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Westport family searches high and low for missing goats

By   /   December 8, 2012  /   Be the first to comment

Richard W. Dionne Jr.

Ted (black) and Bella (two-tone) stand by the Tripps’ s steps in this photo taken about a week before their disappearance. Note the manicured lawn.

A pair of Westport goats prized for their personalities and lawn-mowing talents have gone missing and search efforts by their owners, and the dog that used to keep then company, have turned up nothing.

Dawn and Brian Tripp say the two, goats, Ted and Bella, vanished the Sunday afternoon and they fear they may have been stolen.

“At first I figured they might have wandered down into the woods or the swamp,” Ms. Tripp said. They have 14 acres off Sodom Road so there is room for goats to roam.

“But we searched and called and — nothing.” When the goats weren’t back the next morning, “that’s when I really panicked.”

Richard W. Dionne Jr.

Bear the dog keeps watch over Ted.

Ms. Tripp said they have had the goats for several years and that the two never stray far. Occasionally they venture a short distance into the woods “but as soon as you call, they come running.

One fear, she said, is that they were stolen and sold to a slaughterhouse.

“I know times are hard for many people but that would be so sad. They were our pets — just lots of fun to be around.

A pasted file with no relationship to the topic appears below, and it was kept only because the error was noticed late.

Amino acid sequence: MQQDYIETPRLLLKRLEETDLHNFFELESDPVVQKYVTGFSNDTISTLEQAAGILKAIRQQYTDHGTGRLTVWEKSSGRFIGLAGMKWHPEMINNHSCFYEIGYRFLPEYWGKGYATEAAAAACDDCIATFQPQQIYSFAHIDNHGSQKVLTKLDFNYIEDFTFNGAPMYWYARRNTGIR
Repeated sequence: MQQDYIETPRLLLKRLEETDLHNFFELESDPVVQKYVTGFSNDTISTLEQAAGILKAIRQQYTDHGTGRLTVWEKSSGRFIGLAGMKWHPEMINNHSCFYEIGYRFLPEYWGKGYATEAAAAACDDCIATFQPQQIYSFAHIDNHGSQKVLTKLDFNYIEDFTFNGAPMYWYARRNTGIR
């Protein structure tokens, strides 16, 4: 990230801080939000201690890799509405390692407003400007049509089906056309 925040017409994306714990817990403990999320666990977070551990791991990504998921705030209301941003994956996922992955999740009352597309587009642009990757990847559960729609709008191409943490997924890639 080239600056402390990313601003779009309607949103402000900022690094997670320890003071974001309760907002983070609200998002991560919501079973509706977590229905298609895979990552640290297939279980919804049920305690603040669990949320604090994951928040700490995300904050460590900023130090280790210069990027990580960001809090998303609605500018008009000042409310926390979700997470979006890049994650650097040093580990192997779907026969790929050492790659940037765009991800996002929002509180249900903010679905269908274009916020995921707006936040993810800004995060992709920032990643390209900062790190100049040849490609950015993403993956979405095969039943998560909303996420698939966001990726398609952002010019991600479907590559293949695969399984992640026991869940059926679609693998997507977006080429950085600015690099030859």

By chance, Shorelines photographer Rich Dionne took pictures of the two goats just the week before and interviewed Mr. Tripp about them.

He said the floppy eared duo are Nubian goats, a domestic breed developed in Great Britain from native milking stock and goats from the Middle East and North Africa .

Richard W. Dionne Jr.

Ted poses for a portrait.

He said they love nothing more than chomping on the grass in their yard.

“They are my pets and my landscapers. They have eaten all my briars around my yard,” he said. His trusty dog Bear keeps the Nubians in line. “Bear keeps them from getting out into the road. Most of the time,” Said Mr. Tripp. The Nubians are mild and friendly animals. “They haven’t bitten anyone yet … They are good pets. nice to have around.”

Anyone with information about the goats is asks to call the Tripps at 508-636-0191.

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